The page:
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Lovebox ‘settled into its new home’

Lovebox ‘settled into its new home’ 16 July 2019

The Lovebox festival at Gunnersbury Park has once again received rave reviews, with the Guardian reporting headliner Solange ‘intoxicates the smiley revellers’ and that: ‘The relocated event settled into its new home with strong sets from Lizzo, 2 Chainz, J Hus and the blessed Chance the Rapper’.

That won’t please the 140 people who complained to the organisers by phone and email over the weekend, about a range of issues ranging from the ‘noise’ to traffic jams to people bringing drugs into the area.

The Event Umbrella for the management company which runs Gunnersbury Park had organised a team of four people to deal with any problems highlighted by local residents. Jackie Sears and her team were on duty from 8.00am till after midnight all three days. Jackie told me there were traffic problems in two areas in particular – Elderberry Rd and Almond Avenue at the junction with Elderberry Rd in Ealing. There was a programme of road closures and double the number of security staff from last year in the attempt to stop festival goers from parking in the residential streets around the park. Neither road had been included in the plan, she said, but they will be next year.

There were tailbacks on the North Circular as people streamed towards the park on Friday at the same time locals were picking up children from school and the normal Friday night rush hour was taking place. Traffic problems were compounded by Acton Carnival taking place on Saturday, so forced to turn right out of Bollo Lane at Acton Town tube station, because Gunnersbury Lane was closed for the festival, motorists were plunged straight in to the traffic jam caused by the carnival.

Some residents hadn’t got the passes issued to them so stewards would make sure they were able to access their homes by car, so in a few cases there were disputes where security weren’t letting them in to their roads, Jackie told me. Each household in every street which was closed to non-residents had been offered two car passes each, more if they said they needed them,  but some hadn’t realised, hadn’t read the leaflet or whatever, and it was difficult then for stewards to decide whether they were genuine residents or festival goers looking for free parking and just trying it on. But in the main the system worked much better than last year, she said.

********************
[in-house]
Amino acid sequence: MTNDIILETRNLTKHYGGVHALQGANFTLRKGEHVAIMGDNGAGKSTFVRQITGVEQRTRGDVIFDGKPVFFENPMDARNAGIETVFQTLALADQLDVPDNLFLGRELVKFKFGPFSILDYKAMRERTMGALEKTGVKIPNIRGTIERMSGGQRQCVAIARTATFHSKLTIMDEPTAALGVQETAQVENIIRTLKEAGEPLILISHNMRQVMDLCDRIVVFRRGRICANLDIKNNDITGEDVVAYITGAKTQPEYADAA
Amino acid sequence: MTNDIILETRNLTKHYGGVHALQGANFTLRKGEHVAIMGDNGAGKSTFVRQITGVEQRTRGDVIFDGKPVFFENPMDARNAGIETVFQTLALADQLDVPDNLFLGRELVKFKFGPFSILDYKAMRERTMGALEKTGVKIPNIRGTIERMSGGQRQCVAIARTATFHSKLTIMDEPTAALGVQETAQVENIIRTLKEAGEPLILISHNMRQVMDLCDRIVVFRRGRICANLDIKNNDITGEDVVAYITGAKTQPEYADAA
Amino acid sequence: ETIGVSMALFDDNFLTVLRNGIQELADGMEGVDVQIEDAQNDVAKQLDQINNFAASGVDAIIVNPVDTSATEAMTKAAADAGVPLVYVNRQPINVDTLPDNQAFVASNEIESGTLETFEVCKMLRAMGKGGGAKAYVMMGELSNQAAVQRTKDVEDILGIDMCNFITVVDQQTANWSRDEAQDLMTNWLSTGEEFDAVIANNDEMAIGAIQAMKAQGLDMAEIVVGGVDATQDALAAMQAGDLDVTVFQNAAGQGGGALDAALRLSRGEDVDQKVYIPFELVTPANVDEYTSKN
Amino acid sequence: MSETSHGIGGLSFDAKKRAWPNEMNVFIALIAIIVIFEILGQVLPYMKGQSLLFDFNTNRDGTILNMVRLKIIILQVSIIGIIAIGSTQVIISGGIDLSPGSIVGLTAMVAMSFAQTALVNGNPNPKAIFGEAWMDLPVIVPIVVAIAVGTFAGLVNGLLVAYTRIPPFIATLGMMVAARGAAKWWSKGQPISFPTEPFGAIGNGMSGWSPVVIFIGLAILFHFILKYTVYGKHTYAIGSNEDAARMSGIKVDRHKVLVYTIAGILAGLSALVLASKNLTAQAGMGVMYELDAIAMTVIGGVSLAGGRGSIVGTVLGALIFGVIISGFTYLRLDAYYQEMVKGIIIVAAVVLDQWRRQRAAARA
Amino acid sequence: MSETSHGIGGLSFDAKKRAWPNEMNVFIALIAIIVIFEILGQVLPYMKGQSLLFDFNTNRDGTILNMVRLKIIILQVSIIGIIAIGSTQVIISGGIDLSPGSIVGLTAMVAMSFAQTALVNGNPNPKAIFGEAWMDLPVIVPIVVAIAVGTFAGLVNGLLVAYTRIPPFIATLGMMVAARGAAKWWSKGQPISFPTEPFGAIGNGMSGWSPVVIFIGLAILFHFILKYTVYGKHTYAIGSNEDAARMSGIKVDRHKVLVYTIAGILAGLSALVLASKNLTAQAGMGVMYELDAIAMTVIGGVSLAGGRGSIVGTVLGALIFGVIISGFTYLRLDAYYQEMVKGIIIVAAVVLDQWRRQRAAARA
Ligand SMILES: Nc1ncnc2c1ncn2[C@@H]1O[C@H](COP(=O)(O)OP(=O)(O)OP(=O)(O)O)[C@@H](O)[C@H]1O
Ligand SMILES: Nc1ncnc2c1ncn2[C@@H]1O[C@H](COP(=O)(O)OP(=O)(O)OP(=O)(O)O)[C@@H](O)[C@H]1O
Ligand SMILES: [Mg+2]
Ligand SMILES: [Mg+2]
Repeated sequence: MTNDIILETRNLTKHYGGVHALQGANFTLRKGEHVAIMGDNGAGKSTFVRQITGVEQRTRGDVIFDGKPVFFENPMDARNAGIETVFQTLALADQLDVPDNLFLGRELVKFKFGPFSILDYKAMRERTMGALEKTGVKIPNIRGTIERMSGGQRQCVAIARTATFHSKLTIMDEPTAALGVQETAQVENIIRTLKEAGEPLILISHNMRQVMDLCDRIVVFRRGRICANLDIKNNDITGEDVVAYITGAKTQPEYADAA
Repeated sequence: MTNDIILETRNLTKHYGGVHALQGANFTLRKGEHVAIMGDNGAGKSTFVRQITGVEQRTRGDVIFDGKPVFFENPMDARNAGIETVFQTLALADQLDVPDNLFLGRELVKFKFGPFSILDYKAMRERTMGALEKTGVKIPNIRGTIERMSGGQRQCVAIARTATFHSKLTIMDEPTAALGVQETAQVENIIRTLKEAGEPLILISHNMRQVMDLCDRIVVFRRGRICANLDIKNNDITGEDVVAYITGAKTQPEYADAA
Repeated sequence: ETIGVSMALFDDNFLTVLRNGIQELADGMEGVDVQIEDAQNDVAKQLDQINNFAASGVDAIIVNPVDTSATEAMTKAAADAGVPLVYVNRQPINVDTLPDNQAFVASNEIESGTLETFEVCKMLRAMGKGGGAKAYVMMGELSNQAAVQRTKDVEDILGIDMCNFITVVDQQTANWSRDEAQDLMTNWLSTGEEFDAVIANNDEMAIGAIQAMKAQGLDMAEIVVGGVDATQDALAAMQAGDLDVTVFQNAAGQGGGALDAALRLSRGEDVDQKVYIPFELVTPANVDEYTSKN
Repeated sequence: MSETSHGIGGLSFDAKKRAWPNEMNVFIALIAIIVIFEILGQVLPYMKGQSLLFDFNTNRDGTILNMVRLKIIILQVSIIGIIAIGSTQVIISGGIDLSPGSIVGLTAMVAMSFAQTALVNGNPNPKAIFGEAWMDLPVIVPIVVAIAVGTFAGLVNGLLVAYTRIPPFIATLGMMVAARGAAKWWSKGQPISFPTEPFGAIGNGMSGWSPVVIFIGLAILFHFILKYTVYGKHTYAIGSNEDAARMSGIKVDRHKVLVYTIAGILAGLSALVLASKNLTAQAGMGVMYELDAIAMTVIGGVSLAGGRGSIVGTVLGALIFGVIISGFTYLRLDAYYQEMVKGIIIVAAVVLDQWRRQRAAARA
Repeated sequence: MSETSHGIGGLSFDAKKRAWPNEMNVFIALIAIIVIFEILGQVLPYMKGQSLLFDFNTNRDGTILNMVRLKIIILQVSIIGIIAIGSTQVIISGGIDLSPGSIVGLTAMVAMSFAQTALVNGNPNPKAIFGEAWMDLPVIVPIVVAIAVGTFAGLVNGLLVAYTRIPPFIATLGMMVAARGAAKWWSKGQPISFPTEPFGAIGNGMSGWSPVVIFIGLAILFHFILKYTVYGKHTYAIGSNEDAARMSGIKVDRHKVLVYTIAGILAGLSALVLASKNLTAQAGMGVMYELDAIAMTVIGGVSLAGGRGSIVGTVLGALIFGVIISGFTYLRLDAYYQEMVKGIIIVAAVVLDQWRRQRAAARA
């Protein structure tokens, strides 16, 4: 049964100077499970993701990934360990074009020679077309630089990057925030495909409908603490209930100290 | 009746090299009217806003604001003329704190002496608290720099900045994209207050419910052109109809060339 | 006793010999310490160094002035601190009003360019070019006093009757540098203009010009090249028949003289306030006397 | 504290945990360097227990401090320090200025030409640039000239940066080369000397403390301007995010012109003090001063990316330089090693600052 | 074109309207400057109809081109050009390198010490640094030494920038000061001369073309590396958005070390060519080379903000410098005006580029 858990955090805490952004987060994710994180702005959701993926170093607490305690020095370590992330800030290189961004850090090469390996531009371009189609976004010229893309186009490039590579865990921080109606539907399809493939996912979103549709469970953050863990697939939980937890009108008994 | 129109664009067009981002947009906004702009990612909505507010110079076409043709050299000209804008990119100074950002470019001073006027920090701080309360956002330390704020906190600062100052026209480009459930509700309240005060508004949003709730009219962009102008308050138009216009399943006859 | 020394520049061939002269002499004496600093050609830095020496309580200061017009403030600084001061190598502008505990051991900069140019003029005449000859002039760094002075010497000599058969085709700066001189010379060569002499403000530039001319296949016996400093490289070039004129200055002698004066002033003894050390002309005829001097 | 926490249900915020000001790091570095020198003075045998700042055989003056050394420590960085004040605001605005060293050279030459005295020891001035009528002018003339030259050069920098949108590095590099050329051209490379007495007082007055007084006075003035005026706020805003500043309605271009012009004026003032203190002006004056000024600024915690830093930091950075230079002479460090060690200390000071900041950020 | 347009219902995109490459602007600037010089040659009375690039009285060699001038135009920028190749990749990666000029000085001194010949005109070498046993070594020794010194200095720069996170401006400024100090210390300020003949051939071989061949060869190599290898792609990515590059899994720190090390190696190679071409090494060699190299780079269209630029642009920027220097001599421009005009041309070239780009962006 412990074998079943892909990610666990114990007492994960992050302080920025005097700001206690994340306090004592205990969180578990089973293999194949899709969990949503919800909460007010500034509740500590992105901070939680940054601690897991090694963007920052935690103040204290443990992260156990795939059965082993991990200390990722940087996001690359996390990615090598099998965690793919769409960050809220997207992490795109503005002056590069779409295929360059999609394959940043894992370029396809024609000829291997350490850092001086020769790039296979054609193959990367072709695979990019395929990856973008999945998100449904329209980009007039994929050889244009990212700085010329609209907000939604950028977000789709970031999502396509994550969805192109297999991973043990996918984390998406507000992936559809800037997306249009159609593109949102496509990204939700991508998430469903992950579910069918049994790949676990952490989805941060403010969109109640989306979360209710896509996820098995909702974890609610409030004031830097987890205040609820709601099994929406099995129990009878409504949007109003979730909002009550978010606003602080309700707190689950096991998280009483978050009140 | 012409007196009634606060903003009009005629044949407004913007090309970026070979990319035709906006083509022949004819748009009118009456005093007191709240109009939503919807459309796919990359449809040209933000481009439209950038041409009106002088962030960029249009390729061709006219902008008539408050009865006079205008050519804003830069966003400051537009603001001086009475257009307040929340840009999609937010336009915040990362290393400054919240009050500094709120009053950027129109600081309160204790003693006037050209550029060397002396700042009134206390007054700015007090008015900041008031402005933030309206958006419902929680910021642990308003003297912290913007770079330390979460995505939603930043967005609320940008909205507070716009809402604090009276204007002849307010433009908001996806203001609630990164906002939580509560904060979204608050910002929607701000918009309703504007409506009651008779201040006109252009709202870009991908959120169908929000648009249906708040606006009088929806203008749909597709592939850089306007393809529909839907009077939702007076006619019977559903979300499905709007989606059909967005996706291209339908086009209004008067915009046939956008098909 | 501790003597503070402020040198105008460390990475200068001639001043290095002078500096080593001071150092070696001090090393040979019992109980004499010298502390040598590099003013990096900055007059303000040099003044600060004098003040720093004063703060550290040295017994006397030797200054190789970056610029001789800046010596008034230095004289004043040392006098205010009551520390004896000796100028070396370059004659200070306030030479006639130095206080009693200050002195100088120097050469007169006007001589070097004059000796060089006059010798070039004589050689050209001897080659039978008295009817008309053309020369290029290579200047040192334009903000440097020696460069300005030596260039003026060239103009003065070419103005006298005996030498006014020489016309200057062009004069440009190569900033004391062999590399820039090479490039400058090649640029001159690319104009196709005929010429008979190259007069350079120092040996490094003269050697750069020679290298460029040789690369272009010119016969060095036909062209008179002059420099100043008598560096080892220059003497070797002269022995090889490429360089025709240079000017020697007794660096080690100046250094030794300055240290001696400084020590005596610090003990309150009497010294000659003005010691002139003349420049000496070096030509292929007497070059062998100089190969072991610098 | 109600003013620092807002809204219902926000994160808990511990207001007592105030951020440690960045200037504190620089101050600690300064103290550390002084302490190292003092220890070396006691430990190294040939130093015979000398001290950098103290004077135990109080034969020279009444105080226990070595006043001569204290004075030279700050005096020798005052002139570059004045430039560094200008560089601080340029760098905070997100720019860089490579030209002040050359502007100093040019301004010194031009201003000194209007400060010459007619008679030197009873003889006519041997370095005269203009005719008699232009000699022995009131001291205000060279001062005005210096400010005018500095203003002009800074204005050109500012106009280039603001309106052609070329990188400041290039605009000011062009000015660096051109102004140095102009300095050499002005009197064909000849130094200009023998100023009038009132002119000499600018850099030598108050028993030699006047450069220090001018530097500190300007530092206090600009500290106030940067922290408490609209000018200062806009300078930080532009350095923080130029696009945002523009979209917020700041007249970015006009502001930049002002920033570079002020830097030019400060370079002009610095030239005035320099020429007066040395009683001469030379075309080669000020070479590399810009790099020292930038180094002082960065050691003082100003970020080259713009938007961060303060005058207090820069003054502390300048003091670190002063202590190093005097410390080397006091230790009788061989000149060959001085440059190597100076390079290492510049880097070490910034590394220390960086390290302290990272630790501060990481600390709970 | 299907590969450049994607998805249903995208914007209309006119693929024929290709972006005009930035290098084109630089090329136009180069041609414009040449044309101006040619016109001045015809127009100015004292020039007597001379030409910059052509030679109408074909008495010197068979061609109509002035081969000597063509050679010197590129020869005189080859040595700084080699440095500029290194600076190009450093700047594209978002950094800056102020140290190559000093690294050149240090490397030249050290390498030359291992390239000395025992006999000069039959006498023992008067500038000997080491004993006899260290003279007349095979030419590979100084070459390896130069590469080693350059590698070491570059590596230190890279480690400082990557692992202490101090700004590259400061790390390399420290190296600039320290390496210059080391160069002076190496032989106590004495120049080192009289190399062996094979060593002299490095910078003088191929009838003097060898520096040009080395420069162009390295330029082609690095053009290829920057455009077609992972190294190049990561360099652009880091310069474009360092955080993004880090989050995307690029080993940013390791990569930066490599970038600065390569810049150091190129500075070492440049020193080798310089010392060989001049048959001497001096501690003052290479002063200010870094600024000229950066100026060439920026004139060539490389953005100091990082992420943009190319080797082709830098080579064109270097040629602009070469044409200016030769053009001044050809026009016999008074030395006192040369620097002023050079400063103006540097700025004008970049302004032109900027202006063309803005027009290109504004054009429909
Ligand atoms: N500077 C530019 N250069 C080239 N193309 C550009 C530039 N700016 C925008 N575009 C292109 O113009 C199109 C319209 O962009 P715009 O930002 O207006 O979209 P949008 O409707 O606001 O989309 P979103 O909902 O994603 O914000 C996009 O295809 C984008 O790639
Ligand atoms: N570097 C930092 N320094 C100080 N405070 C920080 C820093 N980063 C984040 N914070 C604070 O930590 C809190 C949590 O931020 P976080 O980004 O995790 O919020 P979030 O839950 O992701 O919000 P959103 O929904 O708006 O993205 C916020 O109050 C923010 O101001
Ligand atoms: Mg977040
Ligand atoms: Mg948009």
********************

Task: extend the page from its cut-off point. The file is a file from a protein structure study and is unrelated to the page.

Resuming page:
Mamaco, the event organisers, had 29 noise complaints, including some from Strand on the Green. The volume was monitored every fifteen minutes on the site and each time there was a complaint Jackie’s team dispatched a monitor to do a test. There were no breaches of the agreed sound limit of 72 decibels, she says, and mostly the call outs found the volume was about ten decibels less than that.

There were very few arrests for quite minor offences considering that 25,000 people attended Lovebox on Friday, 34,000 on Saturday and 24,000 attended Citadel on Sunday. Police professed themselves happy with the way it had gone. They had put in place a ‘dispersal’ notice so if there were complaints about revellers hanging about after the events ‘loitering’ they moved them on.

There’s been quite a bit of chatter on social media about people bringing drugs into the area, but there’s easily as much on social media from festival goers saying how hard the security is a Lovebox and Citadel and how difficult it is to get drugs in, (even if you sellotape your stash under your armpits apparently – that doesn’t work because they pat you down!)

‘After clearing intense levels of security, a largely Gen Z crowd mainlined Carlsberg and donned festival must-haves including Stormzy-esque utility vests and face jewels’ reported the Guardian. ‘They were a smiley and lightly engaged bunch’.  But according to the Evening Standard, poor planning killed the vibe. What was the problem?  ‘Security emptying people’s prescription pills into a bin and sneaking into mosh pits looking to catch teenagers up to no good certainly didn’t help. Poor acoustics on the main stage also flattened the atmosphere’.

The organisers can win really, can they?! But Jackie Sears will write up her analysis of the data for next year and is interested to hear from anyone who’d like to contribute their comments, ‘good or bad’ at jacqueline.sear@mamaco.com

 

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